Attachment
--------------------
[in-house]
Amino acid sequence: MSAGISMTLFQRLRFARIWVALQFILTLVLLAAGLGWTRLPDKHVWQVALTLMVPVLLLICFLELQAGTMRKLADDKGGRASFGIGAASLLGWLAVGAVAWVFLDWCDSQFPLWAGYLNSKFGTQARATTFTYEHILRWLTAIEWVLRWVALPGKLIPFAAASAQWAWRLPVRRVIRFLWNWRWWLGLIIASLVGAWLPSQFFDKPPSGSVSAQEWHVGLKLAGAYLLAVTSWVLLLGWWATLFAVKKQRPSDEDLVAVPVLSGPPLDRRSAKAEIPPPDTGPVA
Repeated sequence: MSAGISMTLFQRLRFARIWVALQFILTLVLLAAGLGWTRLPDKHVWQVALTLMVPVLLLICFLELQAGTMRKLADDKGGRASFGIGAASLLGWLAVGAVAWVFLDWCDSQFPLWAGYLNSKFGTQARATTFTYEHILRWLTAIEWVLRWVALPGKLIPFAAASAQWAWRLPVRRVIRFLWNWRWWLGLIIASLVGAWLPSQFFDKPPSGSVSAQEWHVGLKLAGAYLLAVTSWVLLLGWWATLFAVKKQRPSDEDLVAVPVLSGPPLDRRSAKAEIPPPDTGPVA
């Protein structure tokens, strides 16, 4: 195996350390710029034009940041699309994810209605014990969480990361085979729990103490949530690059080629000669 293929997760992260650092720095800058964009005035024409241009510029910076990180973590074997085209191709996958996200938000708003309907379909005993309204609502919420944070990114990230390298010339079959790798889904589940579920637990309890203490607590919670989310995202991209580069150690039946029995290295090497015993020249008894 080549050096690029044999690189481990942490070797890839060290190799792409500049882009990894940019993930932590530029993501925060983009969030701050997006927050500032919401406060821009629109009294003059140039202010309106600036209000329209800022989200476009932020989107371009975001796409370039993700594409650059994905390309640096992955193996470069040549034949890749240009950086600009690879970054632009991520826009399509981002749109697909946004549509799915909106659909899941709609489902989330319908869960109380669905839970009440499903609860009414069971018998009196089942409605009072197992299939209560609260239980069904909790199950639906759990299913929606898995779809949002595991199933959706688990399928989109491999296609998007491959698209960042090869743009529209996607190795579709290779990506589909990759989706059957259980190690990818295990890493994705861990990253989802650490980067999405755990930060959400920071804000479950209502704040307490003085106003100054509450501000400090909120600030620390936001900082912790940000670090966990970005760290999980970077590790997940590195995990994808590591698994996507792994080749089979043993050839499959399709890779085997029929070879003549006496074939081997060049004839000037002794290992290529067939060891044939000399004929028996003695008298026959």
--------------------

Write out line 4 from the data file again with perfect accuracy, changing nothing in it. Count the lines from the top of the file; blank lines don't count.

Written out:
């Protein structure tokens, strides 16, 4: 195996350390710029034009940041699309994810209605014990969480990361085979729990103490949530690059080629000669 293929997760992260650092720095800058964009005035024409241009510029910076990180973590074997085209191709996958996200938000708003309907379909005993309204609502919420944070990114990230390298010339079959790798889904589940579920637990309890203490607590919670989310995202991209580069150690039946029995290295090497015993020249008894 080549050096690029044999690189481990942490070797890839060290190799792409500049882009990894940019993930932590530029993501925060983009969030701050997006927050500032919401406060821009629109009294003059140039202010309106600036209000329209800022989200476009932020989107371009975001796409370039993700594409650059994905390309640096992955193996470069040549034949890749240009950086600009690879970054632009991520826009399509981002749109697909946004549509799915909106659909899941709609489902989330319908869960109380669905839970009440499903609860009414069971018998009196089942409605009072197992299939209560609260239980069904909790199950639906759990299913929606898995779809949002595991199933959706688990399928989109491999296609998007491959698209960042090869743009529209996607190795579709290779990506589909990759989706059957259980190690990818295990890493994705861990990253989802650490980067999405755990930060959400920071804000479950209502704040307490003085106003100054509450501000400090909120600030620390936001900082912790940000670090966990970005760290999980970077590790997940590195995990994808590591698994996507792994080749089979043993050839499959399709890779085997029929070879003549006496074939081997060049004839000037002794290992290529067939060891044939000399004929028996003695008298026959």